Los Angeles Times
One in four Americans hold “very negative attitudes” toward Americans of Chinese ancestry, and one-third question their loyalty to the United States, according to a nationwide poll scheduled for release Wednesday in Washington.
The survey of the public attitude toward Chinese-Americans also found that while an overwhelming majority of Americans admire Chinese-Americans for their devotion to family and emphasis on education and diligence, nearly a quarter would not approve of intermarriage with a Chinese-American.
Twenty-three percent of Americans said they are uncomfortable with the idea of voting for an Asian-American candidate for president, compared with 15 percent uncomfortable with voting for a black candidate, 14 percent for a woman candidate and 11 percent for a Jewish contender.
One-third (34 percent) said Chinese-Americans have too much influence in the U.S. technology sector. Virtually the same proportion (32 percent) said Chinese-Americans are more loyal to mainland China than to the United States.
The poll findings, coming at a time of renewed tension between the U.S. and Chinese governments, disheartened experts who have long believed that the American public’s perception of Chinese-Americans and other Asian-Americans is disproportionately affected by the tone of diplomatic relations. These experts felt some of the responses illustrated that Americans are woefully ignorant about Asian-Americans, even in California, where 40 percent of the nation’s Asian-Americans live.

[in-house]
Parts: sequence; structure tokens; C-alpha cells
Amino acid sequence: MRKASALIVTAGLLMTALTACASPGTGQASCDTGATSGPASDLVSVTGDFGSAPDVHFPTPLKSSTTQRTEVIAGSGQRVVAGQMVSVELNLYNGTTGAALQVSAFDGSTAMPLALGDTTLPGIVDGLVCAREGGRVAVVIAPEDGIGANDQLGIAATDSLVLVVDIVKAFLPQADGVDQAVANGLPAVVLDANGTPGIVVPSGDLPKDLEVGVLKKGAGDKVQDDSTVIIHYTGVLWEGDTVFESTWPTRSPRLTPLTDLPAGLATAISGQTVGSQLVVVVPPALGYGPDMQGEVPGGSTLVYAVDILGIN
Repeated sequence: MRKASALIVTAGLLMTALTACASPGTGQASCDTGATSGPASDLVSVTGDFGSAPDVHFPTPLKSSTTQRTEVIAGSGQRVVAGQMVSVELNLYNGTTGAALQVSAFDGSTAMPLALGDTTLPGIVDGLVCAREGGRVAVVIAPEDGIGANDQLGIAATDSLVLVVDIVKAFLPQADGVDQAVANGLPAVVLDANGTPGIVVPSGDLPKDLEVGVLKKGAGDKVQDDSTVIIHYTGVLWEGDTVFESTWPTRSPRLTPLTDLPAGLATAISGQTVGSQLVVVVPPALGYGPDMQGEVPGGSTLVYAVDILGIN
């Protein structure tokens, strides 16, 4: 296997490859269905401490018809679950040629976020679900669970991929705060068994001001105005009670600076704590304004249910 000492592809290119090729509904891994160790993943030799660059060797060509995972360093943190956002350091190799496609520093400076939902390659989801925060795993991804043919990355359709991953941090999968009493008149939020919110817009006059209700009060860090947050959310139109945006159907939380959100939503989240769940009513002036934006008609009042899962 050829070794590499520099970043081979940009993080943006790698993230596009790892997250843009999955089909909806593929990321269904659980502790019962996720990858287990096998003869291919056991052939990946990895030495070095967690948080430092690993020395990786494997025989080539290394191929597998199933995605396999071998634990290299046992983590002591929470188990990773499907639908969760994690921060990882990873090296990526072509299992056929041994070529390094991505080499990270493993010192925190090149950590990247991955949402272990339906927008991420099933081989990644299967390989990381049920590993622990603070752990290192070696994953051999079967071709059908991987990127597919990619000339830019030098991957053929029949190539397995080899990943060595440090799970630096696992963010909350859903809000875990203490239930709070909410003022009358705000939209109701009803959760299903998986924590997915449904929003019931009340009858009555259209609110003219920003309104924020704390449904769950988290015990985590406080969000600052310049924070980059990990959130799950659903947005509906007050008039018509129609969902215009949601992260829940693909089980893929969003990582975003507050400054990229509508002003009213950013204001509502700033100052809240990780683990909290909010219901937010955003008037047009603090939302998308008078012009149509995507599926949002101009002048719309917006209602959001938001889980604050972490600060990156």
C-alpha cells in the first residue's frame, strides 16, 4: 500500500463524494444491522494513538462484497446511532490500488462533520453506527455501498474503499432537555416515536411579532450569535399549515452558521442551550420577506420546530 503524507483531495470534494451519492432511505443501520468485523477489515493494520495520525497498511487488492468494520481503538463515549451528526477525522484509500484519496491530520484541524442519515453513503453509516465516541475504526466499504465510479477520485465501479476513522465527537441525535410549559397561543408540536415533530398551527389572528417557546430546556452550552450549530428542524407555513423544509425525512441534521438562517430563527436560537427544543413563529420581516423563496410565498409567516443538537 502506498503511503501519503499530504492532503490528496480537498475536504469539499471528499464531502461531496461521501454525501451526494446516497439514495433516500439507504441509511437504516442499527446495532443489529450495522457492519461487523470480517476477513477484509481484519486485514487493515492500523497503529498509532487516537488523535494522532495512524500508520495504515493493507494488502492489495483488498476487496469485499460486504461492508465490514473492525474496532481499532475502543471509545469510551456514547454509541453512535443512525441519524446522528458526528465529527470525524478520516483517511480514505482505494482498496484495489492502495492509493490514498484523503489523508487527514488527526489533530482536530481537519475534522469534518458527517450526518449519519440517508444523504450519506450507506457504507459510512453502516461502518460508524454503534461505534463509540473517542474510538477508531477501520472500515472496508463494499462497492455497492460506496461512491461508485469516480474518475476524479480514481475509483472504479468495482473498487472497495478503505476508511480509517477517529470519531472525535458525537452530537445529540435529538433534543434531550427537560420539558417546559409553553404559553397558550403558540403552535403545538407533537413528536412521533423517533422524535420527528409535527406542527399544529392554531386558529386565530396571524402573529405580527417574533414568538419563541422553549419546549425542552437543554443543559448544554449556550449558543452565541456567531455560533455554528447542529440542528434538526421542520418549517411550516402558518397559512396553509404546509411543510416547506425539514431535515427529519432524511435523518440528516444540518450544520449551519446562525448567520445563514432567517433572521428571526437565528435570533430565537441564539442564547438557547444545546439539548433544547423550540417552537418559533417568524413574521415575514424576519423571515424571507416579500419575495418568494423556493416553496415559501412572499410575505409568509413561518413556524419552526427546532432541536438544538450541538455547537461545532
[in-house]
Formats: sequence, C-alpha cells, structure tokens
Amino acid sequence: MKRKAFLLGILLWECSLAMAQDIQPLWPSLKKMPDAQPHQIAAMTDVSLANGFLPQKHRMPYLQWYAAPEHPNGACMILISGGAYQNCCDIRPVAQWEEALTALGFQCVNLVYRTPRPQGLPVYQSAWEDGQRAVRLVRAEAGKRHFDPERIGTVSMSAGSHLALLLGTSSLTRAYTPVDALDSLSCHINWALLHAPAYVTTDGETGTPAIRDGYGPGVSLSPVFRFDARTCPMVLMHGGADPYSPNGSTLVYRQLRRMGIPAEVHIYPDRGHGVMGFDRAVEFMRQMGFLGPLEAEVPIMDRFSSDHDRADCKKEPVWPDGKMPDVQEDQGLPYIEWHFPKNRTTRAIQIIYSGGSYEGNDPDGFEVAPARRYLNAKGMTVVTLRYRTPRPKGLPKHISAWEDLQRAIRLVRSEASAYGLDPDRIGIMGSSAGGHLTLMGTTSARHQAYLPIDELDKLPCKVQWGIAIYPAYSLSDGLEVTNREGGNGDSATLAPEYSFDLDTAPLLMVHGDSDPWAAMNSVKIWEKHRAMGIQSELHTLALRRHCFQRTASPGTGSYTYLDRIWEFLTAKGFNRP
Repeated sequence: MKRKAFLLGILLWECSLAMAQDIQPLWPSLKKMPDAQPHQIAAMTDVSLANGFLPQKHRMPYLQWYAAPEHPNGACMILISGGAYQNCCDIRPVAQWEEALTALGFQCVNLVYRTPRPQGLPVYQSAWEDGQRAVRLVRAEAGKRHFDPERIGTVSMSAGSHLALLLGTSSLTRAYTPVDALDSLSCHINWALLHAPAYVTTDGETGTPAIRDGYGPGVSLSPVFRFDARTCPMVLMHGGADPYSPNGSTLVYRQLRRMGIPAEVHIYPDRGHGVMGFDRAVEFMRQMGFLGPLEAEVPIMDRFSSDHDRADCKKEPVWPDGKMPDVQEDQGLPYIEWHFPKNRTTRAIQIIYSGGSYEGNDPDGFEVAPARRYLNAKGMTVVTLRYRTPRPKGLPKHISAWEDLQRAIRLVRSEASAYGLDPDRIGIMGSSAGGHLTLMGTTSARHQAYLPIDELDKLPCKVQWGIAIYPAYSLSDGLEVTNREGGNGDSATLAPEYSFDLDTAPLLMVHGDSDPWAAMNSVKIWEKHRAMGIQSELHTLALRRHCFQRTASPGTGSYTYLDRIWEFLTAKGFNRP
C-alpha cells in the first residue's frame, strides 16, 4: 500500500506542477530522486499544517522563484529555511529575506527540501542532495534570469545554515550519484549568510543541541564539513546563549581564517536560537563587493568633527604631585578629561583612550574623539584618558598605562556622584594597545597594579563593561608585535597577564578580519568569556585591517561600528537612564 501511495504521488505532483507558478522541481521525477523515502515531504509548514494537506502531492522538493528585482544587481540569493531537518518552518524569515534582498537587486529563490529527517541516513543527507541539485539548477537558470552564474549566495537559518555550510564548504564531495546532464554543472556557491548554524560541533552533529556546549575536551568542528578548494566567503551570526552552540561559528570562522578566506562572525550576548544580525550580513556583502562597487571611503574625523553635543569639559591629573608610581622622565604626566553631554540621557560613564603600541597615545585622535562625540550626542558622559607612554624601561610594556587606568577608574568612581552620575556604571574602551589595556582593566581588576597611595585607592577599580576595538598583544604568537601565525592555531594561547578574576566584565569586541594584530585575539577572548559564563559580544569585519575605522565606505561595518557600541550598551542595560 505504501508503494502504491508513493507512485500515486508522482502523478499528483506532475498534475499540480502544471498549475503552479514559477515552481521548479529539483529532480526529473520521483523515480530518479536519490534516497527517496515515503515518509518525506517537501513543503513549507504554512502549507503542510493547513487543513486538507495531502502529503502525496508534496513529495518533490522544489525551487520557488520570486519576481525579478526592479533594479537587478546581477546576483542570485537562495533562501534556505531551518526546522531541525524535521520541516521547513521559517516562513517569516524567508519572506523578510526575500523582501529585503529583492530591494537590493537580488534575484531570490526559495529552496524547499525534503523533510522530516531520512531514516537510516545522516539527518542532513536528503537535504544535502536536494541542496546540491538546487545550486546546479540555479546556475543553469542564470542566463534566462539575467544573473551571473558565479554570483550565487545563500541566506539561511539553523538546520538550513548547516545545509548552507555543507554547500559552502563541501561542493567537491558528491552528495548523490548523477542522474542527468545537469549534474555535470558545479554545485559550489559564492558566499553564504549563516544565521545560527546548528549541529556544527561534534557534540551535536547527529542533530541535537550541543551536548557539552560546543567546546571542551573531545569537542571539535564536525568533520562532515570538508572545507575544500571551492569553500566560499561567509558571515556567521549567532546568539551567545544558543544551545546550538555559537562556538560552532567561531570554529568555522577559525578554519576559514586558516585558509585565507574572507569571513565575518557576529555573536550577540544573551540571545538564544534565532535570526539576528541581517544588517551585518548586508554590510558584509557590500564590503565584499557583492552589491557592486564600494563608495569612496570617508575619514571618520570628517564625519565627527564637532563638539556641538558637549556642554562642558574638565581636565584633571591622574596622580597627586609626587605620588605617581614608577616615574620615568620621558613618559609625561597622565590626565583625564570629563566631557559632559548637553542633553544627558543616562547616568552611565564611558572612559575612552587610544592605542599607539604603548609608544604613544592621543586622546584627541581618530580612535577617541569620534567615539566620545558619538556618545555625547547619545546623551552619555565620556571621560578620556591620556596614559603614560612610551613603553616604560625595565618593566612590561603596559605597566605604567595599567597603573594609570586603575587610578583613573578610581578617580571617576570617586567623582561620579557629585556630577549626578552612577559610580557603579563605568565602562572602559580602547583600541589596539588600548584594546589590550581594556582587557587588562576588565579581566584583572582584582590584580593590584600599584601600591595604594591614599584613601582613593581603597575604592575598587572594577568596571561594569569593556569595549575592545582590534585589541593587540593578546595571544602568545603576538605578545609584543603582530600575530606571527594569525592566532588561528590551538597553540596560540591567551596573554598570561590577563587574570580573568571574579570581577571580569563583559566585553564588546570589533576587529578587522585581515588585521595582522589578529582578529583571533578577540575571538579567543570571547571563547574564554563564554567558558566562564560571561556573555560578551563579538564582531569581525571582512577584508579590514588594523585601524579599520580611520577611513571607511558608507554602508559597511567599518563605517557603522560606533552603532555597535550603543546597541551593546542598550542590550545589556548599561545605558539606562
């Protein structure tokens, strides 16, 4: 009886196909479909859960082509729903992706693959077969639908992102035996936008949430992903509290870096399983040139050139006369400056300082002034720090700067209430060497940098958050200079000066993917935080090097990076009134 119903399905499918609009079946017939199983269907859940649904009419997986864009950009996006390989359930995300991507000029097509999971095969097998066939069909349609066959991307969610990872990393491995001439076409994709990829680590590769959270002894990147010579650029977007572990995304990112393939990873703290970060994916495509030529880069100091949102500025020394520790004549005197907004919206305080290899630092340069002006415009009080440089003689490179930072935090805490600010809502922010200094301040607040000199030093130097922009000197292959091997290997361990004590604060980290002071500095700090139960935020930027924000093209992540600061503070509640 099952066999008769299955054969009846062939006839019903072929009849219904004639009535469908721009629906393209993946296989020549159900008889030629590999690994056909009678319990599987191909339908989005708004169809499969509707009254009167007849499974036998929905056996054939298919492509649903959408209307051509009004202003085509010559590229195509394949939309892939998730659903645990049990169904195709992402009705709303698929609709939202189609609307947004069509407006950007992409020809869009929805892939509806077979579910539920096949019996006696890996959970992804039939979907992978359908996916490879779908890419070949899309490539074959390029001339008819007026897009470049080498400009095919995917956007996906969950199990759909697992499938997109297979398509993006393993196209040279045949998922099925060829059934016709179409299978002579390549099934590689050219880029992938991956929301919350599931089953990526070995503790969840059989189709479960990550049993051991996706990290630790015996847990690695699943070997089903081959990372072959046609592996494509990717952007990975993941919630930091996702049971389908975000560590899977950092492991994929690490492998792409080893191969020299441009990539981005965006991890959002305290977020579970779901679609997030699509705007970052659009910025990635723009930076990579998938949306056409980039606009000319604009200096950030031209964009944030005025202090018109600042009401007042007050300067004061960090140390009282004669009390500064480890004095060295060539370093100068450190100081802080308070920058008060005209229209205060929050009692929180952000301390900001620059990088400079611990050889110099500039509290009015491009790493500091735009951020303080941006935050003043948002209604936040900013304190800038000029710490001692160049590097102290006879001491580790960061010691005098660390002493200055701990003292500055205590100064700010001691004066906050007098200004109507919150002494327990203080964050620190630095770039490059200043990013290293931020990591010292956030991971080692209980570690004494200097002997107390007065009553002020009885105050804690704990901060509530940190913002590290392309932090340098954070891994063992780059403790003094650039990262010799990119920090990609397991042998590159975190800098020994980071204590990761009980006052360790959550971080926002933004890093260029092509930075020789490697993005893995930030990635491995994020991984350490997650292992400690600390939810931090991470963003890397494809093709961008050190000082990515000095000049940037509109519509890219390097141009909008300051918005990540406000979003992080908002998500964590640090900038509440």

“We find these findings startling,” said Henry S. Tang , chairman of the Committee of 100, a Chinese-American leadership organization, which sponsored the telephone survey of 1,216 Americans.
The group’s better-known members include cellist Yo-Yo Ma and architect I.M. Pei.”It makes you wonder how not only Chinese-Americans but Asian-Americans can shake this legacy of somehow being less than 100 percent Americans,” said political scientist Don T. Nakanishi, director of the Asian American Studies Center at the University of California, Los Angeles.
Wednesday’s survey disclosure at the National Press Club was timed to coincide with the committee’s 10th annual conference this week, during which several panels will discuss the implications of the poll and formulate programs to promote better understanding and the rights of Asian-Americans.
The telephone survey, conducted March 1-14 by Yankelovich Partners in consultation with the Anti-Defamation League and the Martila Communications Group, has a margin of sampling error of plus or minus 3.1 percentage points.
The main thrust of the study was to explore the public’s attitudes toward Chinese-Americans. In addition, the survey tried find out whether attitudes toward Chinese-Americans were largely the same or different from those toward Asian-Americans in general. To that end, 1,002 respondents were asked their opinions about stereotypes of Chinese-Americans, and 214 were asked about identically worded stereotypes of Asian-Americans, according to the study. The answers were nearly identical, suggesting that prejudice against Chinese-Americans is a subset of broader prejudices against Asian-Americans.
“What’s disheartening about all of this is these negative views will continue because they are so tied to the things that really relate to our future — high technology, trade, U.S.-China relations,” political Nakanishi said.